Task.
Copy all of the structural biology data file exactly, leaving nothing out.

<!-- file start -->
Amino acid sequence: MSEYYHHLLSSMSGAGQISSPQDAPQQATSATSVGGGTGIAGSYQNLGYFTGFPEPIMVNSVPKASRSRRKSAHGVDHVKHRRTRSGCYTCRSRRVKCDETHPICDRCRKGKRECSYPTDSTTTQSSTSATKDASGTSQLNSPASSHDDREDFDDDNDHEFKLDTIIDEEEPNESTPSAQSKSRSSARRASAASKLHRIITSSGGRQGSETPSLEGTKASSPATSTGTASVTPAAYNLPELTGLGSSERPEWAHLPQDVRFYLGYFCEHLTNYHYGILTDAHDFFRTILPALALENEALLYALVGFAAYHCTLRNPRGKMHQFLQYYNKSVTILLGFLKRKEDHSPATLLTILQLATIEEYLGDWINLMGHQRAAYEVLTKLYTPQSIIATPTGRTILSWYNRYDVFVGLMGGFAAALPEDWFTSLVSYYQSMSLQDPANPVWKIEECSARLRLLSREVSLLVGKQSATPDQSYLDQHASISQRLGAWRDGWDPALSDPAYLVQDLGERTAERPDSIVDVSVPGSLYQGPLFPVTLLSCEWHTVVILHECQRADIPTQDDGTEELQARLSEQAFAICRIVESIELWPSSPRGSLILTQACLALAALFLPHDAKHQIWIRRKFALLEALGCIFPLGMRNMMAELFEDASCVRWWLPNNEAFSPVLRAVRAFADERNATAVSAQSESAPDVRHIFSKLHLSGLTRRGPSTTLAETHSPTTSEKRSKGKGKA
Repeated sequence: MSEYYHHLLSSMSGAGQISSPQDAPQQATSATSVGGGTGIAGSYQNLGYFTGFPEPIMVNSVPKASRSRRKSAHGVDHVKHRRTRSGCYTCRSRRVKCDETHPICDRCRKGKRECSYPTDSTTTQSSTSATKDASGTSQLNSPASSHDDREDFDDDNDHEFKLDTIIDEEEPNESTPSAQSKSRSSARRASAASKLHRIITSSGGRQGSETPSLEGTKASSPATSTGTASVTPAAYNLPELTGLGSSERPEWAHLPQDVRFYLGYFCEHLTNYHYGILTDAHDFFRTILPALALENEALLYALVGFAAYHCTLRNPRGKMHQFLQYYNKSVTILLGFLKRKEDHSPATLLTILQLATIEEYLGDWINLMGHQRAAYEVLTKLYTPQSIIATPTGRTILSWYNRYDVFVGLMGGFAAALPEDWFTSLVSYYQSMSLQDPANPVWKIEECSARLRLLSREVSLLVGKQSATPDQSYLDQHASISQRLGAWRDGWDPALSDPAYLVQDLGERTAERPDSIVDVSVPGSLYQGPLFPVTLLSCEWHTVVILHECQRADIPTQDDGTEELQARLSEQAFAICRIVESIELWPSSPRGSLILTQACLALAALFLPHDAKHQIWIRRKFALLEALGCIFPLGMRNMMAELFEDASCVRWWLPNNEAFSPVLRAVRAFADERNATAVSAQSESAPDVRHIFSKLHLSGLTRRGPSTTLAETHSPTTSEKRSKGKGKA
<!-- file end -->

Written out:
Amino acid sequence: MSEYYHHLLSSMSGAGQISSPQDAPQQATSATSVGGGTGIAGSYQNLGYFTGFPEPIMVNSVPKASRSRRKSAHGVDHVKHRRTRSGCYTCRSRRVKCDETHPICDRCRKGKRECSYPTDSTTTQSSTSATKDASGTSQLNSPASSHDDREDFDDDNDHEFKLDTIIDEEEPNESTPSAQSKSRSSARRASAASKLHRIITSSGGRQGSETPSLEGTKASSPATSTGTASVTPAAYNLPELTGLGSSERPEWAHLPQDVRFYLGYFCEHLTNYHYGILTDAHDFFRTILPALALENEALLYALVGFAAYHCTLRNPRGKMHQFLQYYNKSVTILLGFLKRKEDHSPATLLTILQLATIEEYLGDWINLMGHQRAAYEVLTKLYTPQSIIATPTGRTILSWYNRYDVFVGLMGGFAAALPEDWFTSLVSYYQSMSLQDPANPVWKIEECSARLRLLSREVSLLVGKQSATPDQSYLDQHASISQRLGAWRDGWDPALSDPAYLVQDLGERTAERPDSIVDVSVPGSLYQGPLFPVTLLSCEWHTVVILHECQRADIPTQDDGTEELQARLSEQAFAICRIVESIELWPSSPRGSLILTQACLALAALFLPHDAKHQIWIRRKFALLEALGCIFPLGMRNMMAELFEDASCVRWWLPNNEAFSPVLRAVRAFADERNATAVSAQSESAPDVRHIFSKLHLSGLTRRGPSTTLAETHSPTTSEKRSKGKGKA
Repeated sequence: MSEYYHHLLSSMSGAGQISSPQDAPQQATSATSVGGGTGIAGSYQNLGYFTGFPEPIMVNSVPKASRSRRKSAHGVDHVKHRRTRSGCYTCRSRRVKCDETHPICDRCRKGKRECSYPTDSTTTQSSTSATKDASGTSQLNSPASSHDDREDFDDDNDHEFKLDTIIDEEEPNESTPSAQSKSRSSARRASAASKLHRIITSSGGRQGSETPSLEGTKASSPATSTGTASVTPAAYNLPELTGLGSSERPEWAHLPQDVRFYLGYFCEHLTNYHYGILTDAHDFFRTILPALALENEALLYALVGFAAYHCTLRNPRGKMHQFLQYYNKSVTILLGFLKRKEDHSPATLLTILQLATIEEYLGDWINLMGHQRAAYEVLTKLYTPQSIIATPTGRTILSWYNRYDVFVGLMGGFAAALPEDWFTSLVSYYQSMSLQDPANPVWKIEECSARLRLLSREVSLLVGKQSATPDQSYLDQHASISQRLGAWRDGWDPALSDPAYLVQDLGERTAERPDSIVDVSVPGSLYQGPLFPVTLLSCEWHTVVILHECQRADIPTQDDGTEELQARLSEQAFAICRIVESIELWPSSPRGSLILTQACLALAALFLPHDAKHQIWIRRKFALLEALGCIFPLGMRNMMAELFEDASCVRWWLPNNEAFSPVLRAVRAFADERNATAVSAQSESAPDVRHIFSKLHLSGLTRRGPSTTLAETHSPTTSEKRSKGKGKA